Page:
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st: adjust after logistic, worked example

From   "Jan Brogger" <>
To   "Statalist" <>
Subject   st: adjust after logistic, worked example
Date   Sun, 21 Sep 2003 10:43:39 +0200

This is in re to Laural Copeland/Elisabeth Eby. Questions on -adjust-
pop up every now and then. I've worked through an example. Hope it

In my experience, -adjust- is dangerous if used blindly, specifically
when used after logistic to get adjusted percentages/prevalences. Could
this be the problem? Conceptually, it is simple. You must decide which
population to adjust to. But then you must tell -adjust- to what
population you want to adjust. If you don't specify which population to
adjust to, -adjust- will give you results that may not be what you want.

The situation does get somewhat sticky if  you have interactions and/or
spline variables (but still solvable)

A simple worked example is below. This is data from a randomized trial,
but we can pretend it is an observational study. It should be analyzed
with survival analysis, but let's pretend we don't need to.

.sysuse cancer , clear
.gen alive=1-died
.xi:logistic alive i.drug 
.adjust, by(drug) pr

The use of drug is associated with a much higher survival. The
unadjusted odds ratios for both drugs is 25. The observed survival
fraction is 5% with placebo and 57% in both drug groups.

Let's pretend that the association is confounded by age.
.xi:logistic alive i.drug age

The adjusted odds ratio for drug 2 is 35 and for drug 3 is 26 (a 40% and
4% change in the odds ratio, respectively). Now what about the adjusted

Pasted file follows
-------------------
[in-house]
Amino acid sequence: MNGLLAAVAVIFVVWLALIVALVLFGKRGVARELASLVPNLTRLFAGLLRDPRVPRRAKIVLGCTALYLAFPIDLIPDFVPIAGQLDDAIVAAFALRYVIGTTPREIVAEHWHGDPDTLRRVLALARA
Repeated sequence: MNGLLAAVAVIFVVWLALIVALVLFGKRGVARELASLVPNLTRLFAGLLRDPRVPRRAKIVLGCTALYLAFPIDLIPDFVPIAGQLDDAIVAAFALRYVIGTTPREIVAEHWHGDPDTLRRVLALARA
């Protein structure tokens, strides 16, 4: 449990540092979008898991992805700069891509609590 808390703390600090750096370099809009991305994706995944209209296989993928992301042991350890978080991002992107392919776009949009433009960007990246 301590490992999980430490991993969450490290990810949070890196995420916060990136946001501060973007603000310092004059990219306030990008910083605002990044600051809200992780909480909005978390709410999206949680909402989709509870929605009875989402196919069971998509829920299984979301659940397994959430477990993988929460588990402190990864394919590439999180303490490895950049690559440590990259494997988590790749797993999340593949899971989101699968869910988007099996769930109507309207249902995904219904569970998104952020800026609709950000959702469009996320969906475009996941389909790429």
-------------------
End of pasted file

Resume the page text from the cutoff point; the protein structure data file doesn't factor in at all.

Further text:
percentage survival?

You can do:
.adjust, by(drug) pr
Apparently, the observed survival is 4.2% in the placebo group, and 58%
in both drug groups. But to what population is this adjusted ? This
estimate is not adjusted for age - because you need to specify it:

.adjust age, by(drug) pr
To what population is this adjusted? It is to a population that has the
same mean age as the combined study sample. This may not be the most
interesting population to adjust to - it may not be meaningful at all.

So let's adjust to the age distribution of the placebo group.
.summ age if drug==1
.adjust age=56.05, by(drug) pr

Now, the observed survival is 4.2% in the placebo group, and 61% in drug
2 group but 53% in drug 3 group. If you believe that age should be
adjusted for, and the age distribution in the placebo group is a
meaningful population to adjust to, then these are the adjusted
percentages that you should.


Jan Brogger
PhD fellow
Dept. of Thoracic Medicine, Institute of Medicine, University of
Bergen, Norway

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